The hardest p[art of writing is forcing yourself to commit words to paper (or, these days, to computer). Making one word follow another in definite and purposeful sequence is much harder than it seems, because there are so many temptations to do other things. Writing letters to fans, surfing the Web, reading, even taking out the trash are wonderful distractions, and they certainly feel like you're doing something useful--but if you let them take over your time, you end up accomplishing nothing. You have to put all these wonderful distractions away and concentrate on the job at hand.

Is there a message in your story that you want readers to grasp?
A story is all about a character overcoming a problem...and since most of my books have happy. or at least positive, endings, I have to show my characters overcoming their problems. My message is that almost any problem can be overcome if you face it squarely and deal with it with courage, diligence, honesty, and imagination. That's what my characters do, to the best of their ability, and I like to think that people can do the same thing in real life.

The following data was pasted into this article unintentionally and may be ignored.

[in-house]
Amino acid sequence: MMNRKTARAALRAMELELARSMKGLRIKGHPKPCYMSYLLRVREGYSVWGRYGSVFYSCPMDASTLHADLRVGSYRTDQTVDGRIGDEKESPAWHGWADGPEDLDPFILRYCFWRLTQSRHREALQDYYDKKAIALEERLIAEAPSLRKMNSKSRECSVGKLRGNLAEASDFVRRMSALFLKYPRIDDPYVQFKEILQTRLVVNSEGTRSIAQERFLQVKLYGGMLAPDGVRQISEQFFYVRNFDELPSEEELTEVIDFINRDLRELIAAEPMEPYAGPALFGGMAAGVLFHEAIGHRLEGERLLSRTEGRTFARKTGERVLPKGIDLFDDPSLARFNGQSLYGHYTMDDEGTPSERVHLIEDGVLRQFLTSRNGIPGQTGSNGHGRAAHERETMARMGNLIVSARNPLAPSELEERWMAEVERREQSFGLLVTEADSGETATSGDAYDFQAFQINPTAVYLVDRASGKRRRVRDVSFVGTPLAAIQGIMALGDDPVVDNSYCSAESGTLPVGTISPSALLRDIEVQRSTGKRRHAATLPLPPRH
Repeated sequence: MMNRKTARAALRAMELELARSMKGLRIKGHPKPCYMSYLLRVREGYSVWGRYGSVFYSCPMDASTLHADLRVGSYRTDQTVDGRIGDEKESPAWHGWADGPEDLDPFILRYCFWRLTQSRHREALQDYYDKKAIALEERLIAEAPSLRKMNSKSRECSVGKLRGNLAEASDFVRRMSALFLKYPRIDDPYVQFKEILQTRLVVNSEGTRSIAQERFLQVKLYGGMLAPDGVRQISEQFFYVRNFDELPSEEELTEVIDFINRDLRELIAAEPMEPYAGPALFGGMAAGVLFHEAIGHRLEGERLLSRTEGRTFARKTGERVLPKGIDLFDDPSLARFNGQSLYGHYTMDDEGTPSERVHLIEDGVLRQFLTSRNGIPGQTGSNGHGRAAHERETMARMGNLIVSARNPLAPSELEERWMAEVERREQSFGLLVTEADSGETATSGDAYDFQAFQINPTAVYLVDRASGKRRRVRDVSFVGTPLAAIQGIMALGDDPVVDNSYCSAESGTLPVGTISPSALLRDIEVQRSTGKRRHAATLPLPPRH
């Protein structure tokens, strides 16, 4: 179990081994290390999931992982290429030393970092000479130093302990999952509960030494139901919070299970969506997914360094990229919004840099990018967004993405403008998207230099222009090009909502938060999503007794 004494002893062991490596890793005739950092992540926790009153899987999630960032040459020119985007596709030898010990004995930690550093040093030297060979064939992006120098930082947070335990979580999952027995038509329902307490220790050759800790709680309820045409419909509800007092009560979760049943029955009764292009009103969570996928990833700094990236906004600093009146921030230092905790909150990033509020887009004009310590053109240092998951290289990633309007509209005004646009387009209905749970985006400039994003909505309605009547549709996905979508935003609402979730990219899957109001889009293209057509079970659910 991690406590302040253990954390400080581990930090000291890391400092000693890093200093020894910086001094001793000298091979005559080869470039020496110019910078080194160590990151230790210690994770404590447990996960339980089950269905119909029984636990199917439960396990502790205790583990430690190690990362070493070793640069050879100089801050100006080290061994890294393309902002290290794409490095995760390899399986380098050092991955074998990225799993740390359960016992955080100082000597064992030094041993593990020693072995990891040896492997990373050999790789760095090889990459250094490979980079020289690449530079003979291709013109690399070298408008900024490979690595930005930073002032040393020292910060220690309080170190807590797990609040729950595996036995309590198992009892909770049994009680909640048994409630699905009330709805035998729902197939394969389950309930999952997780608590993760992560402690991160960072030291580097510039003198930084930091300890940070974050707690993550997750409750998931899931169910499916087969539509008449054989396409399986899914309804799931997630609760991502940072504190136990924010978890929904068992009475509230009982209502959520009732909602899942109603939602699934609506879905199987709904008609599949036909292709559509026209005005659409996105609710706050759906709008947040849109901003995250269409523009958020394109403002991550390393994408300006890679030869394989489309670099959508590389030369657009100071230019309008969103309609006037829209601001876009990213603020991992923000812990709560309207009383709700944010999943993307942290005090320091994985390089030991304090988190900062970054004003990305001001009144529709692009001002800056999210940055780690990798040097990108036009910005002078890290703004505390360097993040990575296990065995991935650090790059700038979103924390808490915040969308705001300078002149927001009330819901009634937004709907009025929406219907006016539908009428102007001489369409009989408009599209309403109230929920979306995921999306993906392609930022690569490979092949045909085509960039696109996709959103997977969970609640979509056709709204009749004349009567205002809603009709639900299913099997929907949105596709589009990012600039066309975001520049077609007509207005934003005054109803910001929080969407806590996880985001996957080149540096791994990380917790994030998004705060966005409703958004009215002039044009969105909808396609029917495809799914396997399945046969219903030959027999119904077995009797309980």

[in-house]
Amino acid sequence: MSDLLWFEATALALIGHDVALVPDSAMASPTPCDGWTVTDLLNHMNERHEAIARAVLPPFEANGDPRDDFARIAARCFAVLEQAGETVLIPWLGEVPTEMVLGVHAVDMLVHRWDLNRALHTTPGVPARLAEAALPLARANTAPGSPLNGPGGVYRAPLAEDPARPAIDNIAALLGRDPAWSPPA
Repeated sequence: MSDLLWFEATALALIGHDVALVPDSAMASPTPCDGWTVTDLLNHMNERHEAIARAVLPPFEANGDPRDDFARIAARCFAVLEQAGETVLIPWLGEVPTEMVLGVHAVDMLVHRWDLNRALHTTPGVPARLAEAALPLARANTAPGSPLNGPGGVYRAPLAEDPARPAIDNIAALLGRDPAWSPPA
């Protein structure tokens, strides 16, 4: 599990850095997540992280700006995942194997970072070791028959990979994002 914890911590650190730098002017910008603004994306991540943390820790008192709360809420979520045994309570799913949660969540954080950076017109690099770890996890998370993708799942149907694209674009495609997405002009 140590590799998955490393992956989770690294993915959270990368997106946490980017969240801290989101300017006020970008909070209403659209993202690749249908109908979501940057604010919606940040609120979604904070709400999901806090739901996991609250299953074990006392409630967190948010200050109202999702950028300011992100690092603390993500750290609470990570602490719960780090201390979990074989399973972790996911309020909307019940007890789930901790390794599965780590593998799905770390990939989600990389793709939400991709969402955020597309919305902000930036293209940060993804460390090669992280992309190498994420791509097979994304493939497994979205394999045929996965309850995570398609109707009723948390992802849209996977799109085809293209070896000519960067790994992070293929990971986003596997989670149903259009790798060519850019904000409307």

If you could do it all over again, would you change anything about your first novel?
My first published book, Herds, was written in my early 20s, when I was much more naive about life, so the book was pretty simplistic. If I were doing it over (which I definitely will not do), I'd make it more complex and nuanced.

How long does it generally take you to write a novel, from start to finish?
At the peak of my career I was writing about 3 books a year. These days, at my slower pace, I'm lucky to do a book every 1-2 years. I'd prefer to be more prolific--I have plenty of ideas--but time seems to slip away from me.

Is there a person in your life, an author, a teacher, or maybe a family member, who influenced you or encouraged your writing career?
Robert A. Heinlein, the greatest science fiction writer, was a vicarious father to me, influencing my thoughts about life and personal honor and morality. His books taught me to think and be responsible for what I do. I reached a slightly different philosophy than he did, but I thought it through, and that's the action I think he would most have approved of. Another writer, Andre Norton, influenced a lot of my writing because I learned from reading her books how to put the main character into trouble at the very beginning and not let up until the very end. I learned about plotting and pacing from her.

What book are you reading now?
I'm going through a book every week or so, mostly science fiction and mysteries. I'm just about to start rereading Barry Hughart's Bridge of Birds, which I read and enjoyed many years ago. I haven't quite decided what will come after that.